The outspoken Taylor, a registered nurse, has become the voice of many Claremore residents who are afraid to speak against city officials and their decision to install the Smart meters.
“Probably two-thirds of the town has seen an increase,” she said. “We have elderly people cancelling Medicare so they can afford their electricity. Food banks are wiped out because people are paying their electric bills, but have no money left for groceries.”
From: Sourial, Susan <Susan.Sourial@leg.bc.ca>
Sent: Monday, October 19, 2015 2:55 PM
Subject: RE: FOI meeting
Good afternoon X,
I thought to provide you with some background information on the Special Committee to Review the Freedom of Information and Protection of Privacy Act in the event that cannot contact us during office hours.
As you may know, Section 80 of the Freedom of Information and Protection of Privacy Act (please see excerpt below) requires that a special committee of the Legislative Assembly conduct a comprehensive review of the Act once every 6 years and that a report on the review must be submitted to the Legislative Assembly within one year of the date of the appointment of the committee. The report may include any recommended amendments to the Act or any other Act.
As such, Legislative Assembly of British Columbia appointed the Special Committee on May 27, 2015 to carry out the review as outlined in Section 80 of the Act.
Upcoming public hearings include November 9 (9:00 a.m. to 5:00 p.m.) in Vancouver and November 18 in Victoria (8:30 a.m. to 12:30 p.m.). Participants are scheduled for a 30 minute appearance – 20 minutes for a presentation and 10 minutes for a question and answer session with Committee Members. Participants may make their presentation in person or via teleconference.
A list of the Members of the Special Committee to Review the Freedom of Information and Protection of Privacy Act, as well as further information on the Committee, including its Terms of Reference, may be found at https://www.leg.bc.ca/parliamentary-business/committees/40thparliament-4thsession-foi
In terms of time slots available on the above-mentioned dates, these change as additional presenters are scheduled. If you would kindly call 250-356-2933, we will provide you with an update of the current presentation times still available.
You may also make a written submission to the committee; the deadline for all input is January 29, 2016.
Freedom of Information and Protection of Privacy Act – Section 80
Review of Act
80 (1) At least once every 6 years, a special committee of the Legislative Assembly must begin a comprehensive review of this Act and must submit a report respecting this Act to the Legislative Assembly within one year after the date of the appointment of the special committee.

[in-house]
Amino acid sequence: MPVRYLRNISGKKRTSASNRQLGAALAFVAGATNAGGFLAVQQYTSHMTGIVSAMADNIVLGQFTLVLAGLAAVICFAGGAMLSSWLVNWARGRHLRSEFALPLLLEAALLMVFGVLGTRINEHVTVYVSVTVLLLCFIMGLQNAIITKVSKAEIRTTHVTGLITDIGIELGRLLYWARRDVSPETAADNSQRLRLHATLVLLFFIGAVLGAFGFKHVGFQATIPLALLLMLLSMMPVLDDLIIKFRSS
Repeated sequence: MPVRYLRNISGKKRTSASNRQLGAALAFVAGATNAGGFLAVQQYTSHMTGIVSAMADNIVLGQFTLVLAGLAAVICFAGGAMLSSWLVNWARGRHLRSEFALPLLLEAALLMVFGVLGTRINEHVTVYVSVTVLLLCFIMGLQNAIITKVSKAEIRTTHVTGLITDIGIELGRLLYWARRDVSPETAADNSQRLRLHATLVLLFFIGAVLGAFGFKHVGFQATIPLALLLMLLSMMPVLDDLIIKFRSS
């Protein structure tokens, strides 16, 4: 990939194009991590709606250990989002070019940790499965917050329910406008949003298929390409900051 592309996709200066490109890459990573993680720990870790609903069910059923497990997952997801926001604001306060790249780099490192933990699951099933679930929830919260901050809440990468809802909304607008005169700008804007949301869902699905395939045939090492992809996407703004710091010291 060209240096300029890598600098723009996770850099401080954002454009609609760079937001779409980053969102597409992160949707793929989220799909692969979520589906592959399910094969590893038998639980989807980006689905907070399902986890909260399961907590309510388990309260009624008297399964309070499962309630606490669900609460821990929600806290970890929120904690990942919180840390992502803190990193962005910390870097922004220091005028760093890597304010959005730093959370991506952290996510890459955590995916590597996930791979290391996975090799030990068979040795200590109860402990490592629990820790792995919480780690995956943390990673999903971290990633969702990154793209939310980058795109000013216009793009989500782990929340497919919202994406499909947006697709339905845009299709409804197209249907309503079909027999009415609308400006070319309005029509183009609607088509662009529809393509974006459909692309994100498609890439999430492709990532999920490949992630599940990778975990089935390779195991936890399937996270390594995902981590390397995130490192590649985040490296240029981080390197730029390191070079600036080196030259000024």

(2) A report submitted under subsection (1) may include any recommended amendments to this Act or any other Act.
(3) For the purposes of subsection (1), the first 6 year period begins on October 4, 1997.
As mentioned, should you have any additional questions, I would be pleased to try to answer them.
Susan Sourial | Committee Clerk| t 250 356 0823
A stream of emails to/from John Harding. Please read from the bottom up.
To: “John Harding” <email@example.com>
Sent: Monday, October 19, 2015 2:16:37 PM
Subject: Response to Response re Rookie Drama letter
Response to Response
October 19, 2015
Dear Mr. Harding,
Thank you for answering my letter. Yes, I regret it isn’t eligible due to the fact that it is out-of-bounds for Parksville. However, I am a lifelong resident of BC and as such I have an opinion that applies to all communities in our province, both yours and mine. We have many antennas popping up in my community. White Rock Council too, and our Peace Arch News (Black Press), consistently steer away from this issue and opt for safer news.
– – – – – –
To put your mind at ease, I didn’t skip over your reference to the CMA. I simply took it as a token statement, begrudgingly tossed in amongst your other references and assertions, and thwarted by the junk science statement that followed it. Have you had time to examine the links I sent with my letter?
Your insertion of the word ‘possible’ is simply a token as well. Health Canada and Island Health are in dire need of a serious revamping of their policies and their understandings. It isn’t a perhaps. Reputable media could hasten that process in a way that would have positive effects.
Respectfully, your tendency to use unqualified statements in your editorials is unfortunate, as it results in a clear bias upon which many of your readers base their opinions. Was lumping garage door openers in with cell antennas a deliberate ploy to cheapen the concern?